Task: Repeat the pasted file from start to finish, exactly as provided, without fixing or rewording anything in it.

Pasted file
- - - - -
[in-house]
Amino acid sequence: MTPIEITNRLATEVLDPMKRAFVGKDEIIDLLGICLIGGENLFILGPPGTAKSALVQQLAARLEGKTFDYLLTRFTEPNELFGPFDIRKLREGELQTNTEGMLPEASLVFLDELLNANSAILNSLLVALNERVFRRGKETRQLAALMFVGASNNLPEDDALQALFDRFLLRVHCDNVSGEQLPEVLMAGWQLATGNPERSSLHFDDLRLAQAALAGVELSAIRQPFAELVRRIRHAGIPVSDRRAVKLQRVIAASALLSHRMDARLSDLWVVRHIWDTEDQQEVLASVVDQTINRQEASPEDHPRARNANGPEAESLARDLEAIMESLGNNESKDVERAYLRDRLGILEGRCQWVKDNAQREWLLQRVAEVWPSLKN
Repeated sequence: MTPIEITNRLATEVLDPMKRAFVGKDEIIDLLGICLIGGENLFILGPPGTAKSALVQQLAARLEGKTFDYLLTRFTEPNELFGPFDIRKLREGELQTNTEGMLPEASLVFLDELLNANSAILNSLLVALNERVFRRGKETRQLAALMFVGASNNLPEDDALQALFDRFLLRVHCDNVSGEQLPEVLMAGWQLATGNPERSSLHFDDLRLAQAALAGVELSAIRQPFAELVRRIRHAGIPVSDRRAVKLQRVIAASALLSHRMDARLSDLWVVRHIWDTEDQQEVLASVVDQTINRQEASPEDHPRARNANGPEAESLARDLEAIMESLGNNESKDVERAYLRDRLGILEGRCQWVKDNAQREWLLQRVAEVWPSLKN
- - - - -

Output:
[in-house]
Amino acid sequence: MTPIEITNRLATEVLDPMKRAFVGKDEIIDLLGICLIGGENLFILGPPGTAKSALVQQLAARLEGKTFDYLLTRFTEPNELFGPFDIRKLREGELQTNTEGMLPEASLVFLDELLNANSAILNSLLVALNERVFRRGKETRQLAALMFVGASNNLPEDDALQALFDRFLLRVHCDNVSGEQLPEVLMAGWQLATGNPERSSLHFDDLRLAQAALAGVELSAIRQPFAELVRRIRHAGIPVSDRRAVKLQRVIAASALLSHRMDARLSDLWVVRHIWDTEDQQEVLASVVDQTINRQEASPEDHPRARNANGPEAESLARDLEAIMESLGNNESKDVERAYLRDRLGILEGRCQWVKDNAQREWLLQRVAEVWPSLKN
Repeated sequence: MTPIEITNRLATEVLDPMKRAFVGKDEIIDLLGICLIGGENLFILGPPGTAKSALVQQLAARLEGKTFDYLLTRFTEPNELFGPFDIRKLREGELQTNTEGMLPEASLVFLDELLNANSAILNSLLVALNERVFRRGKETRQLAALMFVGASNNLPEDDALQALFDRFLLRVHCDNVSGEQLPEVLMAGWQLATGNPERSSLHFDDLRLAQAALAGVELSAIRQPFAELVRRIRHAGIPVSDRRAVKLQRVIAASALLSHRMDARLSDLWVVRHIWDTEDQQEVLASVVDQTINRQEASPEDHPRARNANGPEAESLARDLEAIMESLGNNESKDVERAYLRDRLGILEGRCQWVKDNAQREWLLQRVAEVWPSLKN